VISITORS will be able to see a new side to Northwich’s ‘cathedral of the canals’ on Sunday.

Anderton Boat Lift will be open from 11am to 4pm to give people a unique chance to see the workings and maintenance of the lift while sections of canal basin are drained.

Wendy Capelle, North Wales and Border Waterway manager, said: “The basin is rarely drained so this provides a great opportunity to see what lies under the water and to view at close quarters the age old process of damming off a section of canal to allow engineering works to take place.   “So why not pay a visit and see what secrets from yesteryear may be exposed for all to see?”

The open day is one of a national £50 million makeover of historic locks, bridges and aqueducts across the UK including the replacement of more than 100 hand-crafted oak lock gates.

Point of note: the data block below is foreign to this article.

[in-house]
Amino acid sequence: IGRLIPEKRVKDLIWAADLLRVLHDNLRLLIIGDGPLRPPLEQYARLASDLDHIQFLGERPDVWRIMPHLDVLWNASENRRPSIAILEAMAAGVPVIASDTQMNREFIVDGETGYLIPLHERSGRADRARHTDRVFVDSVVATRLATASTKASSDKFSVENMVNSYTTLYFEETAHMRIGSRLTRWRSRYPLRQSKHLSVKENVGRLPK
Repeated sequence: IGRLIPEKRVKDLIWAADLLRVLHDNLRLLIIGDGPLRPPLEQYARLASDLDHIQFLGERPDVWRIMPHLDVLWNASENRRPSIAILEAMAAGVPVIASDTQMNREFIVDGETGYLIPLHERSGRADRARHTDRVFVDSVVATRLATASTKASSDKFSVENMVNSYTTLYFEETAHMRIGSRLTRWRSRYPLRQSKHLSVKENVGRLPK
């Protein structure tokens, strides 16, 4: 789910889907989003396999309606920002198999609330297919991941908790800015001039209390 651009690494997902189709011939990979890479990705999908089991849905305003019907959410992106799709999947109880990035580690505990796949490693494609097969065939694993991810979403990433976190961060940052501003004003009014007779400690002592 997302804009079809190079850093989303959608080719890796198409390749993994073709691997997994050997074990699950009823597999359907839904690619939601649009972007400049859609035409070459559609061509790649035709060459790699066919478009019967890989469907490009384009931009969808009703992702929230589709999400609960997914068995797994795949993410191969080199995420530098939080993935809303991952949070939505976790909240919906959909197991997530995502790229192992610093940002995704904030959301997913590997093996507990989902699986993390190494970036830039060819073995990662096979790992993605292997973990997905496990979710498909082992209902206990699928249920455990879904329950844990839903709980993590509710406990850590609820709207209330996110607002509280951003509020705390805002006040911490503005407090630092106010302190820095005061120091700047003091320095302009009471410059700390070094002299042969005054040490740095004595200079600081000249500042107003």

The work on Anderton Boat Lift will include draining the upper canal basin in front of the lift to install replacement timber fenders, which help to protect the walls from damage by boats entering and leaving the basin area.

Engineers will also be repairing damaged stop plank grooves at the entrance to the basin, which are large sections of wood slotted into grooves in the canal wall to form a temporary barrier.

The operations centre will be open on the day for visitors to look around the exhibition and volunteer coordinators will be on hand to talk about the volunteering opportunities in the area.

British Waterways’ winter programme is part of the vital maintenance carried out throughout the year to keep the network in working order.  The open days will provide a unique opportunity to take a closer look at the hidden workings of the waterways as the water is drained away, and to see the massive task required to keep the canals shipshape.

Vince Moran, British Waterways’ operations director, said: “I hope opening up some of our lock gate replacements and other repairs will give people in Cheshire a chance to see the scale of the work we do to ensure that the waterways are preserved for today’s users and future generations, as well as gain an appreciation for the magnificent industrial heritage in our care.”